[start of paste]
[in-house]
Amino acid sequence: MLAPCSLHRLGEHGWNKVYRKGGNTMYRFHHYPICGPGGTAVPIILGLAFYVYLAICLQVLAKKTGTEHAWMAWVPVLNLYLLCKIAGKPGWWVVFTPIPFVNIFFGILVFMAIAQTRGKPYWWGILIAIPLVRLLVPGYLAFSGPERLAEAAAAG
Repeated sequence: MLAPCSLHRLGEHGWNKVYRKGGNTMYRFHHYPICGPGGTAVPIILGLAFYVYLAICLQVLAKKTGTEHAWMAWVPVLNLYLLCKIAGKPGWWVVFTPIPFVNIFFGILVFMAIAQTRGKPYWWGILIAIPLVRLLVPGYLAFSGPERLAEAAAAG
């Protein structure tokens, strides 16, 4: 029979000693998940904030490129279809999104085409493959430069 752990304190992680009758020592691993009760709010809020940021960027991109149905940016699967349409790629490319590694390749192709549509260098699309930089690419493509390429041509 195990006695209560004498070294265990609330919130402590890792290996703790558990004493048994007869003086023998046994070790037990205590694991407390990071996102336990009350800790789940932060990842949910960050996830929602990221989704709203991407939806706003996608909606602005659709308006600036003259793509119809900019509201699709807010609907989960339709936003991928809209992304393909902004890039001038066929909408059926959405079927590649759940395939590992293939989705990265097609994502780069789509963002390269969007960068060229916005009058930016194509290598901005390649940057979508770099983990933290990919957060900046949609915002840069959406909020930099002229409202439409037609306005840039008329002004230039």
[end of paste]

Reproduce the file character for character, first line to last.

[in-house]
Amino acid sequence: MLAPCSLHRLGEHGWNKVYRKGGNTMYRFHHYPICGPGGTAVPIILGLAFYVYLAICLQVLAKKTGTEHAWMAWVPVLNLYLLCKIAGKPGWWVVFTPIPFVNIFFGILVFMAIAQTRGKPYWWGILIAIPLVRLLVPGYLAFSGPERLAEAAAAG
Repeated sequence: MLAPCSLHRLGEHGWNKVYRKGGNTMYRFHHYPICGPGGTAVPIILGLAFYVYLAICLQVLAKKTGTEHAWMAWVPVLNLYLLCKIAGKPGWWVVFTPIPFVNIFFGILVFMAIAQTRGKPYWWGILIAIPLVRLLVPGYLAFSGPERLAEAAAAG
């Protein structure tokens, strides 16, 4: 029979000693998940904030490129279809999104085409493959430069 752990304190992680009758020592691993009760709010809020940021960027991109149905940016699967349409790629490319590694390749192709549509260098699309930089690419493509390429041509 195990006695209560004498070294265990609330919130402590890792290996703790558990004493048994007869003086023998046994070790037990205590694991407390990071996102336990009350800790789940932060990842949910960050996830929602990221989704709203991407939806706003996608909606602005659709308006600036003259793509119809900019509201699709807010609907989960339709936003991928809209992304393909902004890039001038066929909408059926959405079927590649759940395939590992293939989705990265097609994502780069789509963002390269969007960068060229916005009058930016194509290598901005390649940057979508770099983990933290990919957060900046949609915002840069959406909020930099002229409202439409037609306005840039008329002004230039």